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Children's Books

Faith-building books

Five books from Christian publishers

Foundations by Ruth Chou Simons and Troy Simons: Ruth and Troy Simons write passionately in Foundations (which releases March 3) about the importance of cultivating family worship in the home: “Everything we desire for our families … begins with heeding the instruction given to the Israelites in Deuteronomy 6 to remember and declare the faithful works of God.” With Ruth’s nature-inspired watercolor artwork as the backdrop, Ruth and Troy lead readers through 12 Biblical foundations that they say anchor their family. Each foundation has five short devotionals with discussion questions and a suggested memory verse. This lovely book will inspire families to ponder more deeply what foundations are guiding their homes. (Ages 8 and up) 

Puritan Heroes by Glenda Faye Mathes and Joel R. Beeke: This book serves as a Puritan primer, providing older children with an overview of Puritanism and a closer look at 21 Puritan heroes, including Jeremiah Burroughs, Matthew Henry, and Jonathan Edwards. The glossy pages intermingle text with artwork, illustrations, and photographs. The book concludes by summarizing what we can learn from the Puritans’ lives and work. The appendix features a glossary and study questions for each chapter, and the book’s inside cover presents a helpful timeline identifying the lifespans of the 21 Puritan leaders in relation to key rulers and historical events. (Ages 8-14) 

Epic Devotions by Aaron Armstrong: This graphic-novel-inspired book offers devotions for 52 Weeks in the Story That Changed the World. The devotional builds upon the Bible storybook Epic and chronologically goes through key Bible stories to show how the whole of God’s Word points us to Jesus and God’s rescue plan. Each entry gives a key Scripture verse, a suggested Scripture reading, thoughts and questions for discussion, action steps to apply the lesson, and a memory verse. The devotional, which families can use together or children can read individually, features bright, appealing illustrations by Heath McPherson. (Ages 8-12)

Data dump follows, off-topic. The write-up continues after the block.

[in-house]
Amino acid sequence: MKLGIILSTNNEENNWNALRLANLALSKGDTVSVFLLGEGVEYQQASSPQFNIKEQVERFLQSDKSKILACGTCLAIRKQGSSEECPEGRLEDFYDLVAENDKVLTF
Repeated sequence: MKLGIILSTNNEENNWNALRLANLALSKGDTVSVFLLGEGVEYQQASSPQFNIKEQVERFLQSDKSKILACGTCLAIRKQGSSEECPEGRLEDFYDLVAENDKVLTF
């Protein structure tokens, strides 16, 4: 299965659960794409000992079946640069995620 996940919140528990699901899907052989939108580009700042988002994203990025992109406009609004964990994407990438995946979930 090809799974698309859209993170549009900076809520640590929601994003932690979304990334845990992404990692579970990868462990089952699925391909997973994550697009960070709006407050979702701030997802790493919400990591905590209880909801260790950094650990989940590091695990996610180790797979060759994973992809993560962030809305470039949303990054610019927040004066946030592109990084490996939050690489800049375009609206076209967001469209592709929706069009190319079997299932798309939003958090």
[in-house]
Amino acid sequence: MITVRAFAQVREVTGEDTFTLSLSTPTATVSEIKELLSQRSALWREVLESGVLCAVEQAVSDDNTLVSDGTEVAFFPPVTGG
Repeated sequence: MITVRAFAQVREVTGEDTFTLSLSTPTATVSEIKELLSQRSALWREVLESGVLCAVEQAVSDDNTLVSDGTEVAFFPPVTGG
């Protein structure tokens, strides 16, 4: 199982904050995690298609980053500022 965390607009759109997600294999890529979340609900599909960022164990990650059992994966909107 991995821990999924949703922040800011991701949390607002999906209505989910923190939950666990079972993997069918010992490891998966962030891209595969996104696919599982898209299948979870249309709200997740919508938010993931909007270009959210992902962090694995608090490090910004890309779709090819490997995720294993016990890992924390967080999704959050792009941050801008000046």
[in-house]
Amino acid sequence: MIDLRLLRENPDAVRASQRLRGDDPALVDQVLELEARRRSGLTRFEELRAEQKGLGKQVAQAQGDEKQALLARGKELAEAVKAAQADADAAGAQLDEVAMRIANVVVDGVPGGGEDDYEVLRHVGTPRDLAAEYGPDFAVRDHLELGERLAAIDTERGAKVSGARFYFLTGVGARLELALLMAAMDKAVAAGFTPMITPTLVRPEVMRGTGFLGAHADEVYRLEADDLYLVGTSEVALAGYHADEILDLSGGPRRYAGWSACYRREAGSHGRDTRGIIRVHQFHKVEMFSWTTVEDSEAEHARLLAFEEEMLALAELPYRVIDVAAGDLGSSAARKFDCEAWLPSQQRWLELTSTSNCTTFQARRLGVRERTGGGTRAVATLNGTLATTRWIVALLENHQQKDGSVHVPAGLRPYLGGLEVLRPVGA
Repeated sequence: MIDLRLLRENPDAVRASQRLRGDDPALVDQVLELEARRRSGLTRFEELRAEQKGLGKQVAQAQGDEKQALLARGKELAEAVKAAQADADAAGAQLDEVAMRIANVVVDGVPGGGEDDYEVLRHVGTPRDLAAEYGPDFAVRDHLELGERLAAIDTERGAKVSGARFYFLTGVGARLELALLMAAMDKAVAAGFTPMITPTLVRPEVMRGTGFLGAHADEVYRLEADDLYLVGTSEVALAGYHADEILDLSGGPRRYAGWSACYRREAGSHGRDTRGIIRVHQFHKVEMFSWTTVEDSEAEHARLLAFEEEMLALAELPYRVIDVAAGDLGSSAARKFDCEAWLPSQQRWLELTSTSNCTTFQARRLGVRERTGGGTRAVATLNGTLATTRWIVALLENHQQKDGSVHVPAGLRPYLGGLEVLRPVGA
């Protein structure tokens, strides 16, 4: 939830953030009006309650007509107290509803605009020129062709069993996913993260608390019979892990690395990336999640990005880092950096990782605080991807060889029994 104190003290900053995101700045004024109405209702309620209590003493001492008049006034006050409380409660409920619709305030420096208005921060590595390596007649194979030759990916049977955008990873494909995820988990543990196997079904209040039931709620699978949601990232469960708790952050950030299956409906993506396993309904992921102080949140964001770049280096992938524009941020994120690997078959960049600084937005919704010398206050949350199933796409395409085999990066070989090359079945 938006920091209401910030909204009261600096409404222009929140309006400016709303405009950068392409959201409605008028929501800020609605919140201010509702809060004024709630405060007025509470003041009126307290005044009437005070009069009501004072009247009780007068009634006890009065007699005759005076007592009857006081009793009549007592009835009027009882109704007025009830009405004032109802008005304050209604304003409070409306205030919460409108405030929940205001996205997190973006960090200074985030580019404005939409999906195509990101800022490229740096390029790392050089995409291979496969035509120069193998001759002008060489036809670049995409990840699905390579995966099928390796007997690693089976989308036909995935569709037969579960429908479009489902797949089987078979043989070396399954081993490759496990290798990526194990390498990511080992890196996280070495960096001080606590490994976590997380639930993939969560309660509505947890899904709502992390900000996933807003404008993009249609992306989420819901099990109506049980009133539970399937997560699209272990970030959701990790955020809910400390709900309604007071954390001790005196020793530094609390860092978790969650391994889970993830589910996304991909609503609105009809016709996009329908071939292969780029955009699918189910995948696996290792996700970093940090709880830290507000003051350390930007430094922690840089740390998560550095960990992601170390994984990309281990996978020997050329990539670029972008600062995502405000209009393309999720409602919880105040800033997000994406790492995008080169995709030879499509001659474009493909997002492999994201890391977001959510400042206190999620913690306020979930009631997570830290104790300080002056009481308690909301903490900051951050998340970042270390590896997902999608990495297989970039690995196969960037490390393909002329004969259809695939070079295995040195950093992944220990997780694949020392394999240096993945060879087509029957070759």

Jesus and the Lions’ Den by Alison Mitchell: Mitchell opens her latest Tales That Tell the Truth picture book by explaining to children that when we look carefully we can find Jesus moments in Old Testament Bible stories like Daniel in the lions’ den. To help children spot the moments when Daniel “is a little bit like Jesus,” artist Catalina Echeverri incorporates four special lion faces in her illustrations. After telling Daniel’s story, Mitchell then goes back through the plot to identify and explain the significance of the moments when Daniel prefigures Jesus. The endpapers suggest additional Old Testament stories families can read to learn about other Bible figures who point to Jesus. (Ages 4-8)

Far From Home by Sarah Parker Rubio: A young boy’s parents awaken him in the night and tell him they must flee their home immediately. On the long journey the boy complains until a woman tells him a story about another refugee boy, Jesus, who fled with his parents to Egypt. Rubio’s story sensitively handles the plight of modern-day refugee children, showing how hope and comfort can spring even out of deep loss. Two disappointments: The illustrations portray Jesus as older than a toddler when he flees to Egypt, and the text tells how Jesus would grow up to help, heal, and feed people but overlooks His ultimate sacrifice on the cross. (Ages 4-8)

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Children's Books

Picture perfect

Five picture books

Wild Honey From the Moon by Kenneth Kraegel: How far would Mother Shrew go to make her son Hugo well? All the way to the moon and back if she has to. Since the only remedy for his ailment is wild honey from the moon, she’s determined to make the perilous journey. Carrying her red umbrella, she overcomes obstacles including a horned owl that wants to eat her, “night mares” that run like crazy, and a swarm of bees. “Silence,” she commands the bees. “I am a mother on a mission, and I will not be held back.” Gorgeous ink-and-watercolor illustrations depict a charming fantasy world for young readers. (Ages 4-8)

Bear Is Awake! An Alphabet Story by Hannah E. Harrison: Harrison tells an amusing story about a bear who wakes up from hibernation and embarks on a day of ordinary activities with a little girl. The book has no sentences, just words that begin with the letters of the alphabet: The N spread has “naughty,” a series of “no’s,” and “nice” accompanied by wonderful pictures of astonished shoppers watching as the bear grabs too many groceries and crams himself into the seat of a shopping cart. As the day ends, the girl leads the bear back to his cave for more winter sleep. (Ages 3-5)